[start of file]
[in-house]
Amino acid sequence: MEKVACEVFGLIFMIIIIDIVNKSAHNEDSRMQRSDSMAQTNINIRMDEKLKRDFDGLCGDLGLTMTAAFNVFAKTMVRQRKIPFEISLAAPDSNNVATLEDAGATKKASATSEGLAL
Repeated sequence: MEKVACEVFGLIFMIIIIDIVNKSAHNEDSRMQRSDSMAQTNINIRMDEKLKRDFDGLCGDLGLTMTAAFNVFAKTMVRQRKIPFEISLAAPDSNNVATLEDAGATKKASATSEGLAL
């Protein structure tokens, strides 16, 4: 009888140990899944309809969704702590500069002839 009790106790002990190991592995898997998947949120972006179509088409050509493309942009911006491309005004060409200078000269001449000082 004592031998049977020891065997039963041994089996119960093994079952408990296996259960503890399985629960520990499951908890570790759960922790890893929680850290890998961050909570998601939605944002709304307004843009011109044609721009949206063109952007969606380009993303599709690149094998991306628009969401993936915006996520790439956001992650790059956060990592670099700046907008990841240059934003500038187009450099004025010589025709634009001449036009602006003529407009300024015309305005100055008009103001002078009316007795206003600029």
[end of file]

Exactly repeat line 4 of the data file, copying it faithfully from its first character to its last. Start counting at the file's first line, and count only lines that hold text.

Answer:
């Protein structure tokens, strides 16, 4: 009888140990899944309809969704702590500069002839 009790106790002990190991592995898997998947949120972006179509088409050509493309942009911006491309005004060409200078000269001449000082 004592031998049977020891065997039963041994089996119960093994079952408990296996259960503890399985629960520990499951908890570790759960922790890893929680850290890998961050909570998601939605944002709304307004843009011109044609721009949206063109952007969606380009993303599709690149094998991306628009969401993936915006996520790439956001992650790059956060990592670099700046907008990841240059934003500038187009450099004025010589025709634009001449036009602006003529407009300024015309305005100055008009103001002078009316007795206003600029």